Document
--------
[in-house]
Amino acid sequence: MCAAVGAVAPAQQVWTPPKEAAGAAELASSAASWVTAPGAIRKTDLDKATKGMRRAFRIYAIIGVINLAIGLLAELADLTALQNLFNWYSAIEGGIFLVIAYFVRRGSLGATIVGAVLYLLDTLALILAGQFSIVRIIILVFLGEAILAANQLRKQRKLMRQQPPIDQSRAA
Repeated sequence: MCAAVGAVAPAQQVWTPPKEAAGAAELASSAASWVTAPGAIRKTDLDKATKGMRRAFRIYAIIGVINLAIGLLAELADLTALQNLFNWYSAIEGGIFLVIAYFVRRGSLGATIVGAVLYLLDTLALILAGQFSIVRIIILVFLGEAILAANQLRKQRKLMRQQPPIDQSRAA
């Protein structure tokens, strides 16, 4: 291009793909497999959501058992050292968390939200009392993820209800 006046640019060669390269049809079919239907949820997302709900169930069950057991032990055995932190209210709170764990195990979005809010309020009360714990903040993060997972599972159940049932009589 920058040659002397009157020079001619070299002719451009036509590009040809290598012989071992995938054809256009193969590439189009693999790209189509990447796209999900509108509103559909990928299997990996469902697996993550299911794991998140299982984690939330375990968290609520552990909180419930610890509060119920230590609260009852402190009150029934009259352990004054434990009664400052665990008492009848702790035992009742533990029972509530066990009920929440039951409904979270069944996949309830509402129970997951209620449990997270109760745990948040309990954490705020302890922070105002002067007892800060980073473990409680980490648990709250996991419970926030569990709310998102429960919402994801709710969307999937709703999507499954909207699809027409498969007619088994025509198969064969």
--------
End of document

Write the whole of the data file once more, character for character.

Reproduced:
[in-house]
Amino acid sequence: MCAAVGAVAPAQQVWTPPKEAAGAAELASSAASWVTAPGAIRKTDLDKATKGMRRAFRIYAIIGVINLAIGLLAELADLTALQNLFNWYSAIEGGIFLVIAYFVRRGSLGATIVGAVLYLLDTLALILAGQFSIVRIIILVFLGEAILAANQLRKQRKLMRQQPPIDQSRAA
Repeated sequence: MCAAVGAVAPAQQVWTPPKEAAGAAELASSAASWVTAPGAIRKTDLDKATKGMRRAFRIYAIIGVINLAIGLLAELADLTALQNLFNWYSAIEGGIFLVIAYFVRRGSLGATIVGAVLYLLDTLALILAGQFSIVRIIILVFLGEAILAANQLRKQRKLMRQQPPIDQSRAA
């Protein structure tokens, strides 16, 4: 291009793909497999959501058992050292968390939200009392993820209800 006046640019060669390269049809079919239907949820997302709900169930069950057991032990055995932190209210709170764990195990979005809010309020009360714990903040993060997972599972159940049932009589 920058040659002397009157020079001619070299002719451009036509590009040809290598012989071992995938054809256009193969590439189009693999790209189509990447796209999900509108509103559909990928299997990996469902697996993550299911794991998140299982984690939330375990968290609520552990909180419930610890509060119920230590609260009852402190009150029934009259352990004054434990009664400052665990008492009848702790035992009742533990029972509530066990009920929440039951409904979270069944996949309830509402129970997951209620449990997270109760745990948040309990954490705020302890922070105002002067007892800060980073473990409680980490648990709250996991419970926030569990709310998102429960919402994801709710969307999937709703999507499954909207699809027409498969007619088994025509198969064969």